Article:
When you're an independent filmmaker with very limited funds but a pretty cool idea for a science fiction movie, you can either give up -- because who the hell makes sci-fi flicks with no money? -- or you can forge ahead, cutting corners where you can in an effort to squeeze some high-priced ideas into a budget that can barely support actual dialogue.
Fortunately we have a few brave souls who forge on regardless, which is how we get little winners like Primer, The Corridor, and Extracted. If Hollywood got a hold of this half-derivative / half-novel screenplay, they'd bulk the thing up with millions of unnecessary components, and the end result would be a January-release potboiler that's forgotten by March.
Clearly inspired by ideas found in and around Inception, Frequency, Strange Days, Minority Report, Dreamscape, and a half-dozen others, Nir Paniry's Extracted certainly sounds like a low-key mish-mash of other peoples' concepts, and to a degree it is, but the director (and his co-writers) still find a way to inject their own wrinkles and results to the mix. A viewer can either notice the obvious inspirations scattered throughout Extracted, or s/he can acknowledge the familiar bits and recognize the original stuff on its own merits.
The fractured framework deals with a well-meaning scientist -- aren't they all? -- who builds a machine that can enable someone else to enter your memory banks. Obviously the applications for this machine would be endless, but in order to get the funding he needs, Tom (a very strong Sasha Roiz) makes a bad deal. Before he knows it, his invention is being used on a convict. After a chatty and familiar, but fascinating, set-up, Tom finds himself locked deep inside the unpleasant memories of accused murderer Anthony (Dominic Bogart), while his body is left to veg out in a comatose state. On the outside we deal with Tom's wife (Jenny Mollen), Anthony's dad (Frank Ashmore), and a potentially shady business partner (Nick Jameson), but on the inside we have Tom trying, and mostly failing, to solve the murder that Anthony is accused of.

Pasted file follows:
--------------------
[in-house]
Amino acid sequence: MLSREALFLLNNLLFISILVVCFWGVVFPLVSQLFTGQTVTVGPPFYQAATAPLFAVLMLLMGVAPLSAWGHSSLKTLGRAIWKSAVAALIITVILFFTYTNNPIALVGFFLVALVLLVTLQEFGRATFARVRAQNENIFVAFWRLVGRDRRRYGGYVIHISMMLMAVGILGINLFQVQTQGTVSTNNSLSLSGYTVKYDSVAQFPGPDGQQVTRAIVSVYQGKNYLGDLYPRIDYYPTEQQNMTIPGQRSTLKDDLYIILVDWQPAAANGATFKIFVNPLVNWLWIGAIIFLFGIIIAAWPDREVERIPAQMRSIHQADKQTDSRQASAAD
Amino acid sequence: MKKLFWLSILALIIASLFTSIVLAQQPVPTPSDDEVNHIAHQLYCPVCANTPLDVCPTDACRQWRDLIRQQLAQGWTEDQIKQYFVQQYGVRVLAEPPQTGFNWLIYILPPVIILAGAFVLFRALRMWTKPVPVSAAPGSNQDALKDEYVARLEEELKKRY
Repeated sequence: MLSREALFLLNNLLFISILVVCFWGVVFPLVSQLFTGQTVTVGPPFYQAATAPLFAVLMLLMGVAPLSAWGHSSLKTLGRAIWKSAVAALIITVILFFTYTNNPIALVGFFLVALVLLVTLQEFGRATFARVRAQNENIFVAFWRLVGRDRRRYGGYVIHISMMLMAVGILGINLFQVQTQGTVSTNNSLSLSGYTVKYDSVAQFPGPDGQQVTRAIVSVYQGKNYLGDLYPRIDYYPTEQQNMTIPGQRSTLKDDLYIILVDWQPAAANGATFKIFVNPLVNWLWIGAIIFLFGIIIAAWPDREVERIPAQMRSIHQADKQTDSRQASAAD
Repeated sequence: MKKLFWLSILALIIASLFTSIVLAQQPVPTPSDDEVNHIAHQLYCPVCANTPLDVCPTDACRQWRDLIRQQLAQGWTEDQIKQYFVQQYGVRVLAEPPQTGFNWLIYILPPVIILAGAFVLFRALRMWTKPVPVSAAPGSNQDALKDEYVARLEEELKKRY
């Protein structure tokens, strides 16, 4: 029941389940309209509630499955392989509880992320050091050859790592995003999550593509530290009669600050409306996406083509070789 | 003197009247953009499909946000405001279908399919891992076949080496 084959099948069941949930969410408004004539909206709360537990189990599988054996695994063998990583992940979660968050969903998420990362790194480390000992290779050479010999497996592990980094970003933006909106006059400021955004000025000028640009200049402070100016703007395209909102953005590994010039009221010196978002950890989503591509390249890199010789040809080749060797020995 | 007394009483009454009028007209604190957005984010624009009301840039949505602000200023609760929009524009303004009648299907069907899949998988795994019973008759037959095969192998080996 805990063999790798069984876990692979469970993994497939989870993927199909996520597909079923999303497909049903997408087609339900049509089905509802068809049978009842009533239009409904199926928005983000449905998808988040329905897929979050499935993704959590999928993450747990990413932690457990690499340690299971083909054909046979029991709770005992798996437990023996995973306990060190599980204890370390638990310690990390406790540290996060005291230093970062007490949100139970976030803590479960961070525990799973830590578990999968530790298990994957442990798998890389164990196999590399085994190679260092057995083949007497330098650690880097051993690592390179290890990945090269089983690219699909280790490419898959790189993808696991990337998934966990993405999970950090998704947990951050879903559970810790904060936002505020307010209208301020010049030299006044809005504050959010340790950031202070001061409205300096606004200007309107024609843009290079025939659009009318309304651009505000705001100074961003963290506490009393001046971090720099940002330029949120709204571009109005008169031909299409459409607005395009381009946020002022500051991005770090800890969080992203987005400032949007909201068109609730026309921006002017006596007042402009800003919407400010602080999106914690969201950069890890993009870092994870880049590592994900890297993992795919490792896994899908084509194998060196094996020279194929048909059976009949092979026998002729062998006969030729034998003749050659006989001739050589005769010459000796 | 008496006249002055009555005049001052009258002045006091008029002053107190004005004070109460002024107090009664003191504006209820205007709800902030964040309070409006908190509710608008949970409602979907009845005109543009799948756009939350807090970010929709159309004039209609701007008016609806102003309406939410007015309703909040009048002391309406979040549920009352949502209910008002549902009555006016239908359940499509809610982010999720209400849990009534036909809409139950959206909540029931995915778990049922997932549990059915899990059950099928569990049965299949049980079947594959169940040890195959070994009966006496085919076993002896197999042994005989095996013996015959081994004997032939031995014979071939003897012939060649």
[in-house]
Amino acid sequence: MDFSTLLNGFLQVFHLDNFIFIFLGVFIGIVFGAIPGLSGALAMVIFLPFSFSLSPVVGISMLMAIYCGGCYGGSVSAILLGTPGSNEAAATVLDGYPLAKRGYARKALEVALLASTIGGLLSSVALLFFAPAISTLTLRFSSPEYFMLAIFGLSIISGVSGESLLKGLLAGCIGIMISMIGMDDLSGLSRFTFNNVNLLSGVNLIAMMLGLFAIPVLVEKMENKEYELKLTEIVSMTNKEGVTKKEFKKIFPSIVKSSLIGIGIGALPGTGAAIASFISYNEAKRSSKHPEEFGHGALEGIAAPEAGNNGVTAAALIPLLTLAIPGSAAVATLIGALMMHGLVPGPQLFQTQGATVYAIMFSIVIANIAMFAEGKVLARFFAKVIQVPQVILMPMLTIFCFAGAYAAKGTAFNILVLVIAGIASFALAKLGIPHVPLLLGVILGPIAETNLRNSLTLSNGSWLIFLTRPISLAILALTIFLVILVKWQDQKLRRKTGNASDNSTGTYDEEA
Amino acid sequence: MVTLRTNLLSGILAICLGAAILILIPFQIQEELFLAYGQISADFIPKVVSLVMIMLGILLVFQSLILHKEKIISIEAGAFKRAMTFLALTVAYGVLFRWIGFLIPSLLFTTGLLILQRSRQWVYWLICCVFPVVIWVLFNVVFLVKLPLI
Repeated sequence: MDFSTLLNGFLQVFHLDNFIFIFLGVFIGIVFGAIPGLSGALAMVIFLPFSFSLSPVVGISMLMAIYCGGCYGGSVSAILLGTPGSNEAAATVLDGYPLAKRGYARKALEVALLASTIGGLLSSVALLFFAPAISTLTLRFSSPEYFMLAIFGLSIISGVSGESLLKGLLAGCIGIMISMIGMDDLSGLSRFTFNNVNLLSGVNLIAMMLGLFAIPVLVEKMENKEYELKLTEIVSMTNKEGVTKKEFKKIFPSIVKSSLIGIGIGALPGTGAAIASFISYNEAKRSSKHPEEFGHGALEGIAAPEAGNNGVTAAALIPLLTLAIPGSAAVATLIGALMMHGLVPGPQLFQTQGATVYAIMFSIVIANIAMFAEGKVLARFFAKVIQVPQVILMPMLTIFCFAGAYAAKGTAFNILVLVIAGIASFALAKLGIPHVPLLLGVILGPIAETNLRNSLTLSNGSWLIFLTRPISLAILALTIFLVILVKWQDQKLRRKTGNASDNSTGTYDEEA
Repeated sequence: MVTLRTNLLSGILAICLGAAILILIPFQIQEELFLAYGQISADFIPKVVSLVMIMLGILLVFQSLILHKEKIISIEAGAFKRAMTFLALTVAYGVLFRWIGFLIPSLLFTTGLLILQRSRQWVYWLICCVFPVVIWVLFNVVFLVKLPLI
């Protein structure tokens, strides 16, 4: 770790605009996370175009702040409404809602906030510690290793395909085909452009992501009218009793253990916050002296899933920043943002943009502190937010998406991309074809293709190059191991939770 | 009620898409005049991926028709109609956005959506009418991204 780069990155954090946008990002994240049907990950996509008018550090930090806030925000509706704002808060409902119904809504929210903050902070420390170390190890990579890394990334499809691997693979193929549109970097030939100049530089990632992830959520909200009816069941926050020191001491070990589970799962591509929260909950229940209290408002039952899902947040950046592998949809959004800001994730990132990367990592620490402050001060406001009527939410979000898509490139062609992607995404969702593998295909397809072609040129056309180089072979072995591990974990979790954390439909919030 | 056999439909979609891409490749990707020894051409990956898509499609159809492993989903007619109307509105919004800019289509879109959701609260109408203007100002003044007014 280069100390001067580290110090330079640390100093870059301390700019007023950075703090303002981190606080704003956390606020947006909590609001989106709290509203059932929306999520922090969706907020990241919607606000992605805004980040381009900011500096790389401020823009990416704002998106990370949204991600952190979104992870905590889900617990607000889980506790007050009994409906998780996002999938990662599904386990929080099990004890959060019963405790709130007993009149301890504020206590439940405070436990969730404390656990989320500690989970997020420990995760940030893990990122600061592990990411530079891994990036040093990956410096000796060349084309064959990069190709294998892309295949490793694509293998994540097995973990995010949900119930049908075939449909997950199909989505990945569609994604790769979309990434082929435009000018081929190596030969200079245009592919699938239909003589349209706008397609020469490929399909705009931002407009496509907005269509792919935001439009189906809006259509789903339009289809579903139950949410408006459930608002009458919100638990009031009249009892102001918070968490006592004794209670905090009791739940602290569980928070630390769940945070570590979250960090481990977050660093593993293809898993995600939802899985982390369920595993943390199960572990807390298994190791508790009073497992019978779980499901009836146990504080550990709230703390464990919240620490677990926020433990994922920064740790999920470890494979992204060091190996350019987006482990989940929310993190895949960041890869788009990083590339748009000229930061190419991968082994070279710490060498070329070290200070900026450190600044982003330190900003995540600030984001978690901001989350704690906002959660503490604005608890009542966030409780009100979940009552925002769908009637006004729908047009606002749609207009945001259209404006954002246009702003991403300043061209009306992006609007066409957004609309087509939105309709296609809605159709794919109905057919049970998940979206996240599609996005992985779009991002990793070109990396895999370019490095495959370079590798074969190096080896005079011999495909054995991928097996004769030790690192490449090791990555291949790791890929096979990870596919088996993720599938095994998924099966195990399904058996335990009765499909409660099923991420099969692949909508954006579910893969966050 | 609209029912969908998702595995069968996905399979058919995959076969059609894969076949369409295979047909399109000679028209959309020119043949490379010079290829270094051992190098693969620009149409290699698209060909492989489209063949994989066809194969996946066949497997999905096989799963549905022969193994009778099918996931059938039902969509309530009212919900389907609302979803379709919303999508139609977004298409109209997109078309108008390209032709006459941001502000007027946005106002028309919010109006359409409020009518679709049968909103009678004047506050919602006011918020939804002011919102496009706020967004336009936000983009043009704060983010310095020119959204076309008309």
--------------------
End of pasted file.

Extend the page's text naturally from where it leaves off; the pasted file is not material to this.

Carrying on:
It all gets pretty complicated, but (thankfully) not too convoluted, and everything sort of makes sense in the end. Well-shot and impressively cut -- particularly for such a dense and contorted story -- Extracted suffers only in the score department. It's not that the music is bad, but that it's more than a little intrusive in a few key scenes.
It's a small blemish on an earnest indie effort that borrows a lot of nifty ideas from several brilliant sci-fi writers, while also bringing some refreshing novelty of its own to the party. Also, Richard Riehle pops up for a few scenes, and that's a nice little bonus for anyone who watches a lot of genre flicks.
Extracted enjoyed its World Premiere at SXSW on Saturday, March 10. It screens for the fourth (and last) time tonight.